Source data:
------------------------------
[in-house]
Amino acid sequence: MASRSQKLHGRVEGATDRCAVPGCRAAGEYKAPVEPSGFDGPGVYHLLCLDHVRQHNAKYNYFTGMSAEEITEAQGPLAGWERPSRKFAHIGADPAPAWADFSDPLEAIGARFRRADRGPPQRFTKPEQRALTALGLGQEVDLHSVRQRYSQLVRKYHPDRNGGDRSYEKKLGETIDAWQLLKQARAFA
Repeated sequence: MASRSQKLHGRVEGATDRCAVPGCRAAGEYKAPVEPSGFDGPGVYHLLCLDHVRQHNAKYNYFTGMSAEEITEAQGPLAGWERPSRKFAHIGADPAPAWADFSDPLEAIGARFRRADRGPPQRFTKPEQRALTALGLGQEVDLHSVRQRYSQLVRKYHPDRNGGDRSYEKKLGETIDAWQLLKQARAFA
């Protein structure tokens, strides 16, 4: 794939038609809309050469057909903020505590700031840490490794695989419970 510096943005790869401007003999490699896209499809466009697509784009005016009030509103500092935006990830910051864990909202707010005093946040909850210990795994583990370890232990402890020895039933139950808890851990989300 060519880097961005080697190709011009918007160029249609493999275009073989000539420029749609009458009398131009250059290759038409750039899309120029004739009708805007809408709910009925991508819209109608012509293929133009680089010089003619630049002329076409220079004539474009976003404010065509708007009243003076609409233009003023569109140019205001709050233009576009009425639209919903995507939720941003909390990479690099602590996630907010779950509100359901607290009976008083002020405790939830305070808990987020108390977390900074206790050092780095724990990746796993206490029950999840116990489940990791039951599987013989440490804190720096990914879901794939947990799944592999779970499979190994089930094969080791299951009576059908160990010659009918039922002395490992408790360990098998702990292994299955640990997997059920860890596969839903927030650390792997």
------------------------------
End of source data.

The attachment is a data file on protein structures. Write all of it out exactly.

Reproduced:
[in-house]
Amino acid sequence: MASRSQKLHGRVEGATDRCAVPGCRAAGEYKAPVEPSGFDGPGVYHLLCLDHVRQHNAKYNYFTGMSAEEITEAQGPLAGWERPSRKFAHIGADPAPAWADFSDPLEAIGARFRRADRGPPQRFTKPEQRALTALGLGQEVDLHSVRQRYSQLVRKYHPDRNGGDRSYEKKLGETIDAWQLLKQARAFA
Repeated sequence: MASRSQKLHGRVEGATDRCAVPGCRAAGEYKAPVEPSGFDGPGVYHLLCLDHVRQHNAKYNYFTGMSAEEITEAQGPLAGWERPSRKFAHIGADPAPAWADFSDPLEAIGARFRRADRGPPQRFTKPEQRALTALGLGQEVDLHSVRQRYSQLVRKYHPDRNGGDRSYEKKLGETIDAWQLLKQARAFA
């Protein structure tokens, strides 16, 4: 794939038609809309050469057909903020505590700031840490490794695989419970 510096943005790869401007003999490699896209499809466009697509784009005016009030509103500092935006990830910051864990909202707010005093946040909850210990795994583990370890232990402890020895039933139950808890851990989300 060519880097961005080697190709011009918007160029249609493999275009073989000539420029749609009458009398131009250059290759038409750039899309120029004739009708805007809408709910009925991508819209109608012509293929133009680089010089003619630049002329076409220079004539474009976003404010065509708007009243003076609409233009003023569109140019205001709050233009576009009425639209919903995507939720941003909390990479690099602590996630907010779950509100359901607290009976008083002020405790939830305070808990987020108390977390900074206790050092780095724990990746796993206490029950999840116990489940990791039951599987013989440490804190720096990914879901794939947990799944592999779970499979190994089930094969080791299951009576059908160990010659009918039922002395490992408790360990098998702990292994299955640990997997059920860890596969839903927030650390792997």